A: Welcome to the wonderful world of multitrack drumkit recording! Bleed into the hi-hat microphone is pretty much a given. About the only thing we’ve found that can remove bleed is to use highpass filtering, which will at least cut down on kick, snare, tom, bass guitar, etc. that may have found their way into the hi-hat mic. Since the hi-hat frequencies are so high, you can crank the highpass up fairly high without impacting the hats, which will reduce most bleed quite a bit.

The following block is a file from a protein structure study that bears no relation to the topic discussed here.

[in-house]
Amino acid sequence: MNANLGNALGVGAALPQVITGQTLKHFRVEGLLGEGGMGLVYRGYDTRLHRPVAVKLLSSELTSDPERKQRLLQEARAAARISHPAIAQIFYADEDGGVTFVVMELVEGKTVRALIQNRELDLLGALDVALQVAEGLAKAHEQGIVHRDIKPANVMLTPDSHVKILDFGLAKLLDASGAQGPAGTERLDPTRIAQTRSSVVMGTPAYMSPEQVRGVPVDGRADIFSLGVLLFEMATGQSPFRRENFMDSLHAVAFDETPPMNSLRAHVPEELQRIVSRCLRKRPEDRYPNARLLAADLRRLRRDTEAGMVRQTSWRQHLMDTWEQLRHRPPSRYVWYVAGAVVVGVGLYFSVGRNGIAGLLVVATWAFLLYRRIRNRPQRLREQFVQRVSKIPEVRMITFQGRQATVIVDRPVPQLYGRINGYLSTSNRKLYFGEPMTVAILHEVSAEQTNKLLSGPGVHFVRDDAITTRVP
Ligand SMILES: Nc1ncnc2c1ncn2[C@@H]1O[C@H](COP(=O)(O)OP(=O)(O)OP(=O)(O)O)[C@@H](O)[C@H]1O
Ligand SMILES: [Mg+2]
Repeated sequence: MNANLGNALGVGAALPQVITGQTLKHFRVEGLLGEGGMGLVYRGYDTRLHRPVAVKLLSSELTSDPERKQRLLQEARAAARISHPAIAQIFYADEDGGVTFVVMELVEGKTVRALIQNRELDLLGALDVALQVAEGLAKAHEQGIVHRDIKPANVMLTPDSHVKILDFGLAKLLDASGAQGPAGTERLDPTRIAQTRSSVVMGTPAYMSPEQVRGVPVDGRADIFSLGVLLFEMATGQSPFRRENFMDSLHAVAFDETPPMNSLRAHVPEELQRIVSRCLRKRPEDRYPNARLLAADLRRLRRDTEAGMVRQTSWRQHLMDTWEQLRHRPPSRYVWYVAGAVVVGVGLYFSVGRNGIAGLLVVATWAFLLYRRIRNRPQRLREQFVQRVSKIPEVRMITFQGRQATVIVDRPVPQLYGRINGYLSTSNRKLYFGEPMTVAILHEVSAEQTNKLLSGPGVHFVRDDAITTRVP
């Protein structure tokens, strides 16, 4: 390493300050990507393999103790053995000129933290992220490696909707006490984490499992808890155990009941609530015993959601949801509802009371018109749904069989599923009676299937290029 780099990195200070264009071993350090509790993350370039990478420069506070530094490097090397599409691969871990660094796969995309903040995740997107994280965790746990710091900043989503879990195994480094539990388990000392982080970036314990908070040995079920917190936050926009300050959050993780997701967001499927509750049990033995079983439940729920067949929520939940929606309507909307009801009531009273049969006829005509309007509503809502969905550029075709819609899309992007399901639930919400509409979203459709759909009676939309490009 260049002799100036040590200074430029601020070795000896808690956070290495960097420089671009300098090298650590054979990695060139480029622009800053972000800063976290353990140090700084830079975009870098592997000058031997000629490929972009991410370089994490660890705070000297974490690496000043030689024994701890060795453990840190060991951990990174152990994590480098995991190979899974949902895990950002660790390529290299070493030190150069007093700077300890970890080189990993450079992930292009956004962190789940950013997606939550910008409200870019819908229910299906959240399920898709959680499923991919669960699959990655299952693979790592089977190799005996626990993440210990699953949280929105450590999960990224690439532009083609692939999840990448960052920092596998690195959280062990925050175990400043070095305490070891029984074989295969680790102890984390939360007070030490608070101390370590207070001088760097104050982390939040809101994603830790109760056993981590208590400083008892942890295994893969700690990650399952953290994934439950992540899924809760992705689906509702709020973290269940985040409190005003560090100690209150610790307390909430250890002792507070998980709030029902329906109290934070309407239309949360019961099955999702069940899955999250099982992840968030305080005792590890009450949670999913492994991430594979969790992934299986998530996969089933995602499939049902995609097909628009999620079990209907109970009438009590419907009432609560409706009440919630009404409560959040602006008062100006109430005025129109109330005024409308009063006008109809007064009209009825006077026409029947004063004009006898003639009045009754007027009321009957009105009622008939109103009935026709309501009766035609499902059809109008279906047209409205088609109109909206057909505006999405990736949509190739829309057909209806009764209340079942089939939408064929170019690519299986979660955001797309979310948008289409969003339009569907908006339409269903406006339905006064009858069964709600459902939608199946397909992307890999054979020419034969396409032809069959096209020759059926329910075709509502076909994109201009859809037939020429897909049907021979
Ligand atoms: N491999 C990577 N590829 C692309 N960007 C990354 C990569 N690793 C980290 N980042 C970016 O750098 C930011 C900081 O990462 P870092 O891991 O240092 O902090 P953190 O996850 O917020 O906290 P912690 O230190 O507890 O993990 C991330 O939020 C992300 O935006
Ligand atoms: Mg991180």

But a bigger question is, how much do you really need the hi-hat mic? On most multitrack drumkit recordings, not only do you get bleed into the hi-hat mic, but the hats bleed into everything else, too. Try this: Mute the hi-hat mic/track. You can probably still pretty clearly hear the hats in your mix, from bleed into the other drum mics and particularly from bleed into the overheads. Now, unmute your heavily highpassed hi-hat track and raise its level just a touch — all you want is enough of the hi-hat track to give it equal presence with the other tracks; the majority of the hi-hat sound is coming from the other tracks. In some cases, you might also want to boost the highs on the hi-hat track so that you get even more attack and crispness from it.